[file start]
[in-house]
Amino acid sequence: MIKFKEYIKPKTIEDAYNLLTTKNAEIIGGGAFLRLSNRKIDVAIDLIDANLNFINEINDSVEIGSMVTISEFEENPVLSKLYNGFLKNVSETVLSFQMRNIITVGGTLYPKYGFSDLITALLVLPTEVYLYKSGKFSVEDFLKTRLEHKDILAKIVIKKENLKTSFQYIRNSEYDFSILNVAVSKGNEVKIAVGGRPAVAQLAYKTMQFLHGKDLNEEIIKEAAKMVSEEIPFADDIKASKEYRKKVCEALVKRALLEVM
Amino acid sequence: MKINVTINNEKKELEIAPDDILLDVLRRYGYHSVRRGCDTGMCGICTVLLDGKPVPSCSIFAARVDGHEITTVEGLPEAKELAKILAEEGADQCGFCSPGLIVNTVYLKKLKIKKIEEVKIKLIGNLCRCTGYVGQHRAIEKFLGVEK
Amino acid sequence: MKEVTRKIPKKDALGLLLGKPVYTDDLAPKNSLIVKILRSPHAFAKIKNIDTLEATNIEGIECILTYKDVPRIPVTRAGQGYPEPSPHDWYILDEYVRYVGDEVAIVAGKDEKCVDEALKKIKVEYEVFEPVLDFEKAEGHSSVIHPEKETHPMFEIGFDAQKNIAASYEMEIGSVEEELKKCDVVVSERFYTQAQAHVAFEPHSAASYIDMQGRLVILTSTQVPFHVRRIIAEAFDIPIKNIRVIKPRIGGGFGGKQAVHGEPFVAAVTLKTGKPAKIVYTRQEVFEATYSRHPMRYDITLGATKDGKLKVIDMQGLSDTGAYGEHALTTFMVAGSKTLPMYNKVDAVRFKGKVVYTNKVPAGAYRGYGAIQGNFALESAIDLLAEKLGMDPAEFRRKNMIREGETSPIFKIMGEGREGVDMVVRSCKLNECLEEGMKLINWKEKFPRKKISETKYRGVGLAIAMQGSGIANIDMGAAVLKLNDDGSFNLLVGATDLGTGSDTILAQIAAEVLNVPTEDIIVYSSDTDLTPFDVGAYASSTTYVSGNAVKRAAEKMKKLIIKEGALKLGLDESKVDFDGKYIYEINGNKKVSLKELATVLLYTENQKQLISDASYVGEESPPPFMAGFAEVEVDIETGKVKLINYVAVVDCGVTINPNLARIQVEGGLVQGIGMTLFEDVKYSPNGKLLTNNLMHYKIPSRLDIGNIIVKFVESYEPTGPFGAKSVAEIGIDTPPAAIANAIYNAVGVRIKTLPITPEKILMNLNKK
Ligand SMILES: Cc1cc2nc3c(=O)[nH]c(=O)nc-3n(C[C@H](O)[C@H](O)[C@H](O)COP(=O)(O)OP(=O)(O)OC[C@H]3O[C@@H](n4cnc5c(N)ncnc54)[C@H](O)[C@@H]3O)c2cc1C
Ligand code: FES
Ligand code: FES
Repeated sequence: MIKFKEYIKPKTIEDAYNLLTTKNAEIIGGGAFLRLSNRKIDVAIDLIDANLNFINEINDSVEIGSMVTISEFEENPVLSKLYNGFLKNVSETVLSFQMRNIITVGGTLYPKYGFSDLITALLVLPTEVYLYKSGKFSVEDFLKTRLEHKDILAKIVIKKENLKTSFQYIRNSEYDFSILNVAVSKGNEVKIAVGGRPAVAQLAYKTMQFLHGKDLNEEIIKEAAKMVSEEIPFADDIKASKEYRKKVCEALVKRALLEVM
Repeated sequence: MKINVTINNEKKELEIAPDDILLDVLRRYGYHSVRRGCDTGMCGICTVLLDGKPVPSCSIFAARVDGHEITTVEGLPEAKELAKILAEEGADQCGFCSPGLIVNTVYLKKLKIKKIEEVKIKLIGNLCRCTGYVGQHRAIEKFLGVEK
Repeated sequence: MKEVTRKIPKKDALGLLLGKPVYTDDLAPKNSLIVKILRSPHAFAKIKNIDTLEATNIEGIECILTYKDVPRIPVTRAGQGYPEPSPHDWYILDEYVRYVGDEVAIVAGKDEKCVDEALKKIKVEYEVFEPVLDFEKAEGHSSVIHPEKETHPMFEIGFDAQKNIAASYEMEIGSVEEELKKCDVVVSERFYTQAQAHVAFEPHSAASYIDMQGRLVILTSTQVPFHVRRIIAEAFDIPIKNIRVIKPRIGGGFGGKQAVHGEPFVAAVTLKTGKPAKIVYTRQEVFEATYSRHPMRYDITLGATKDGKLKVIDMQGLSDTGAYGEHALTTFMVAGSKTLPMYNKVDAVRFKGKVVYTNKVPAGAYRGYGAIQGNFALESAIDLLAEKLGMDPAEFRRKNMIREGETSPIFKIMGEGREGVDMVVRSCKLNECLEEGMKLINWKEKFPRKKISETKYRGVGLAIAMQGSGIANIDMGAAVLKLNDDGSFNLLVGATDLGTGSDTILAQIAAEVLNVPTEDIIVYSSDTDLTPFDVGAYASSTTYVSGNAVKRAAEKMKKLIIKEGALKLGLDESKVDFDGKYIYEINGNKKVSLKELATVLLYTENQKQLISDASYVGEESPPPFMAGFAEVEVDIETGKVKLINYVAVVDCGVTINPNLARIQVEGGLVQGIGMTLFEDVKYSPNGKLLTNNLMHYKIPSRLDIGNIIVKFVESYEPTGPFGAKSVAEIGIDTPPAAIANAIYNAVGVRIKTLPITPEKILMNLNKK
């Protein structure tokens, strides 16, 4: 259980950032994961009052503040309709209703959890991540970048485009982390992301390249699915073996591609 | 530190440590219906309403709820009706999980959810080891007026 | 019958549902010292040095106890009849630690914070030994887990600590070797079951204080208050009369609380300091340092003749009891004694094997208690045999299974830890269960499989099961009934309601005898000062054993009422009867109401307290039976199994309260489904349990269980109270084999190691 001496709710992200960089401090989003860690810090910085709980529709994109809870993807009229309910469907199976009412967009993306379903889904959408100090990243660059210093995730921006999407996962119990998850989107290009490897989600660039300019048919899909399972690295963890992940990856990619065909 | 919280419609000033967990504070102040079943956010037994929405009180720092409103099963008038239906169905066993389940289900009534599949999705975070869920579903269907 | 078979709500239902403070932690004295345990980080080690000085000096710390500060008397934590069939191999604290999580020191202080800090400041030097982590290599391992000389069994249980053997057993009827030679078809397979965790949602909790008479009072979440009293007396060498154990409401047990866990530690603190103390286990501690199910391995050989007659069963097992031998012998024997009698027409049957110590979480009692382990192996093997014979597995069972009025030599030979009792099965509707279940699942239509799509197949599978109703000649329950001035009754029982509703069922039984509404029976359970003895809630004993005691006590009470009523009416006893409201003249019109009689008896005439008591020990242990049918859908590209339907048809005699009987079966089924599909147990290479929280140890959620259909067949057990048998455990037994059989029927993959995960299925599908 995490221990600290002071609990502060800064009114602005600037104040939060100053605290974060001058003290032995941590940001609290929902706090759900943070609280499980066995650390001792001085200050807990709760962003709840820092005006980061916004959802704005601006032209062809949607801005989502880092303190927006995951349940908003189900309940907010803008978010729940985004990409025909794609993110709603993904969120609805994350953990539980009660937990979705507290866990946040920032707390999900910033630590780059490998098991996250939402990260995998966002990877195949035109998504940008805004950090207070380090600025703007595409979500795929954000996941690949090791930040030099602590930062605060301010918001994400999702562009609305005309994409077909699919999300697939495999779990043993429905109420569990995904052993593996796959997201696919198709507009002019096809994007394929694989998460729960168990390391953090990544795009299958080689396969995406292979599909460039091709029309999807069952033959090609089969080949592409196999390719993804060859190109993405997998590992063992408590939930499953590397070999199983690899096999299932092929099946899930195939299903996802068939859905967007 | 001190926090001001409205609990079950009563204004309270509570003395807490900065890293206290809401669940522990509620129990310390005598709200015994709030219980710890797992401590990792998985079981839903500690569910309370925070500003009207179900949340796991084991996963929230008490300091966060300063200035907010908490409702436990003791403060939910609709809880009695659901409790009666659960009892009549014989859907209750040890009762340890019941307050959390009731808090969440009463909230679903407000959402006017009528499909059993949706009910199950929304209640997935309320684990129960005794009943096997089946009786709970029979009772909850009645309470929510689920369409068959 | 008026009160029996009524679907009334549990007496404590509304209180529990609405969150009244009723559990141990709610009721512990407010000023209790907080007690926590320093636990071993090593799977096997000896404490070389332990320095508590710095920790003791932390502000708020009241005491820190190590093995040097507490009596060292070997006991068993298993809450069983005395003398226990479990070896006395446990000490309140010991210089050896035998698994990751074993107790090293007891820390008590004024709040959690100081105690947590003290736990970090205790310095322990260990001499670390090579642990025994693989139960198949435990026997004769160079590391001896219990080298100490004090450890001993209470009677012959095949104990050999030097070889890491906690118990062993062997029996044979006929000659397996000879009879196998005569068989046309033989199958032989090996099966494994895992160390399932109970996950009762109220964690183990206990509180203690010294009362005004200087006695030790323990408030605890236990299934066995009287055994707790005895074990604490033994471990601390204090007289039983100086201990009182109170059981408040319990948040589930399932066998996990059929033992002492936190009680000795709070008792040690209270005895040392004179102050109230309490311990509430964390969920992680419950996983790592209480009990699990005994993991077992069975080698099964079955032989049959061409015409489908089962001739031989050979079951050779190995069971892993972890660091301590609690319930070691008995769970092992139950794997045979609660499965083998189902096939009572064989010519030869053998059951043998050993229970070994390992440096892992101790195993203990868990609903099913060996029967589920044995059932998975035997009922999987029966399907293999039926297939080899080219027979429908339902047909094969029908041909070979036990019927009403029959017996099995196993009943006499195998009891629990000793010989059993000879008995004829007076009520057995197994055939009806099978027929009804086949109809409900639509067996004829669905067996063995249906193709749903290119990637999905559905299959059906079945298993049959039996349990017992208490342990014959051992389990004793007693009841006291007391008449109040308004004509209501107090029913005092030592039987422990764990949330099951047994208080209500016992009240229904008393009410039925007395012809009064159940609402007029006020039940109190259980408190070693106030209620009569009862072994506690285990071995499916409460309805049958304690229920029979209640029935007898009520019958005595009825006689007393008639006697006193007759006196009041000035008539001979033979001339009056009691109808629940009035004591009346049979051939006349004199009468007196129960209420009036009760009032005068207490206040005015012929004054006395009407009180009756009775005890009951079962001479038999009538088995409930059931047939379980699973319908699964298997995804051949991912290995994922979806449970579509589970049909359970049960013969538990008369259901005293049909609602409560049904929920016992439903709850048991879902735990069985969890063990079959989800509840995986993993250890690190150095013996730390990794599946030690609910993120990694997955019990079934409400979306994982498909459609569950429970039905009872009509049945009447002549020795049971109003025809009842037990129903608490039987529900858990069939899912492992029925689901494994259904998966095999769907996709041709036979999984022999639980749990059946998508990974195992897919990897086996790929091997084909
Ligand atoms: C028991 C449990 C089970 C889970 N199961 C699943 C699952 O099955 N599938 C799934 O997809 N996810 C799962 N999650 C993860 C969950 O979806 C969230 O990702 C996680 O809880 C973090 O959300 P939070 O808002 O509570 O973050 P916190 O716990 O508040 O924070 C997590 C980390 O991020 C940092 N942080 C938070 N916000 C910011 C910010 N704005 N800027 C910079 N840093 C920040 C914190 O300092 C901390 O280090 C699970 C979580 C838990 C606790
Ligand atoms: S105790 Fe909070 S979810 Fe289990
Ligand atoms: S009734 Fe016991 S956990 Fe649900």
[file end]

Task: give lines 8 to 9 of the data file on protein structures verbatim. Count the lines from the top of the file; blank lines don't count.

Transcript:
Repeated sequence: MIKFKEYIKPKTIEDAYNLLTTKNAEIIGGGAFLRLSNRKIDVAIDLIDANLNFINEINDSVEIGSMVTISEFEENPVLSKLYNGFLKNVSETVLSFQMRNIITVGGTLYPKYGFSDLITALLVLPTEVYLYKSGKFSVEDFLKTRLEHKDILAKIVIKKENLKTSFQYIRNSEYDFSILNVAVSKGNEVKIAVGGRPAVAQLAYKTMQFLHGKDLNEEIIKEAAKMVSEEIPFADDIKASKEYRKKVCEALVKRALLEVM
Repeated sequence: MKINVTINNEKKELEIAPDDILLDVLRRYGYHSVRRGCDTGMCGICTVLLDGKPVPSCSIFAARVDGHEITTVEGLPEAKELAKILAEEGADQCGFCSPGLIVNTVYLKKLKIKKIEEVKIKLIGNLCRCTGYVGQHRAIEKFLGVEK